Charitable trust

From Academic Kids

A charitable trust is a trust organized to serve private or public charitable purposes.

A legal definition of charity includes the relief of poverty, the advancement of education, the advancement of religion, or other purposes considered beneficial to the community.

Some charities are referred to as foundations. Charitable trusts are usually non-profit organisations or registered with the government of a country. The charity is then required to report its activities (especially financial ones) to the government, usually on an annual basis. There is normally an obligation to register a non-profitable charitable organisation, as the public is entitled to some oversight of organisations that wish to act for the public good. In the United States, because of the principle of separation of church and state, churches and other religious organisations are often exempt from this legal requirement, although they are often overseen by a church hierarchy. In the United States, there are complex tax law differences between private and public charities. The use of the word "foundation" in an organization's name does not impart any legal benefit, generally speaking.

In many countries the charity sector is fast growing. For example, the annual income for charities in England and Wales has risen from about 37.41 million US dollars in 1998 to about 65.47 million US dollars in 2004. Charities often take over services that used to be provided by the state, such as health, old age and unemployment, as the state finds it increasingly difficult to fulfill its traditional social responsibility.


Charities in different countries


In Australia, non-profit organisations and charities are registered with the Australian Taxation Office as deductible gift recipients (DGR).


Canada has over 75,000 registered charities, of which more than 40% are places or worship such as churches and mosques. Other registered charities include institutions such as universities and libraries. About 23% of registered charities exist to help the disadvantaged. Annual giving in Canada is over $90 billion CDN, if one puts a dollar figure on volunteer time. The most charitable province is Newfoundland, which has the highest rate of individual donations per capita. Canadians give, on average, $239 dollars per year to charity. About one third of Canadians volunteer annually and 5% of corporations make donations. In Canada, approximately two-thirds of the funding for charitable foundations comes from the government.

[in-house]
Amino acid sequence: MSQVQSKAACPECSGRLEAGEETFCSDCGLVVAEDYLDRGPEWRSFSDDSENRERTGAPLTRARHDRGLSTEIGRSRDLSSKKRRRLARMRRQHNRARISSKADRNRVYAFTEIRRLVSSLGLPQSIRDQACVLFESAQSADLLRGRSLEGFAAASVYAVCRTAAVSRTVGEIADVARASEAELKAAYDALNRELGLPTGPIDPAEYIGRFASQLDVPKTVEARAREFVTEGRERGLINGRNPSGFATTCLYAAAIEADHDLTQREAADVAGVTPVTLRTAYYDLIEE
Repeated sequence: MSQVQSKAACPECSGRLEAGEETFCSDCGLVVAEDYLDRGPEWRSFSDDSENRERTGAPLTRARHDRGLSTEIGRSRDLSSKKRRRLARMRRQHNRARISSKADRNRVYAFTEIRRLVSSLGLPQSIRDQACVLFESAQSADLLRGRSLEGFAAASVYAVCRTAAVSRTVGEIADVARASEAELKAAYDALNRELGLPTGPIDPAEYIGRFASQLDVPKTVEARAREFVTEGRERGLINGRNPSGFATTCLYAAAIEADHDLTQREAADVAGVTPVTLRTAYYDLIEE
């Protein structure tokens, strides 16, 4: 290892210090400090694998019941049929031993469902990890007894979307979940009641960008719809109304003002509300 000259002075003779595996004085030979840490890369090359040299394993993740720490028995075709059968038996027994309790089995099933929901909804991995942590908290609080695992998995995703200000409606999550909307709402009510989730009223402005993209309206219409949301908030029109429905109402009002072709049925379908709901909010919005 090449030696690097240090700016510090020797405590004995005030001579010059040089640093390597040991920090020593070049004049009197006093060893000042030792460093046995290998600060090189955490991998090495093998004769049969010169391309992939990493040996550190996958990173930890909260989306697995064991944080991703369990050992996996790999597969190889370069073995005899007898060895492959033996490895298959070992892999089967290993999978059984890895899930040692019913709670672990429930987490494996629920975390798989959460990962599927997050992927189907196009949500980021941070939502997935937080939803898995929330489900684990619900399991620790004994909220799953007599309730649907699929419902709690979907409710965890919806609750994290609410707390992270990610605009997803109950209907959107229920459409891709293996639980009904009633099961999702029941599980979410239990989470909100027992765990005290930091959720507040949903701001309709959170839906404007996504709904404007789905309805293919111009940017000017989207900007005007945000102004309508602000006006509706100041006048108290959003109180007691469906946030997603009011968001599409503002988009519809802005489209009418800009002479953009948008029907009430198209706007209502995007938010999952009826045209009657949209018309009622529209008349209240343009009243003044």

The level of government funding has recently caused controversy as cutbacks have led to problems with such programmes as food banks. Another controversy is the denial of charitable status to environmental and political groups. There have also been calls for greater regulation of the charitable sector. Recent years have seen a new breed of charities that pour most of their donations into marketing. These groups grow quickly and attract many donors but a far smaller fraction of each donation goes to help the needy.

United Kingdom

There were over 200,000 registered charities in the UK at the start of 2005.

  • The 180,000+ charities in England and Wales are registered with the Charity Commission for England and Wales. The Charity Commission has an online register listing them all.
  • The 20,000 or so charities in the Scotland are registered with the Inland Revenue. However, in 2006 a bill will be passed, registering charities with The Office of the Scottish Charity Regulator (OSCR).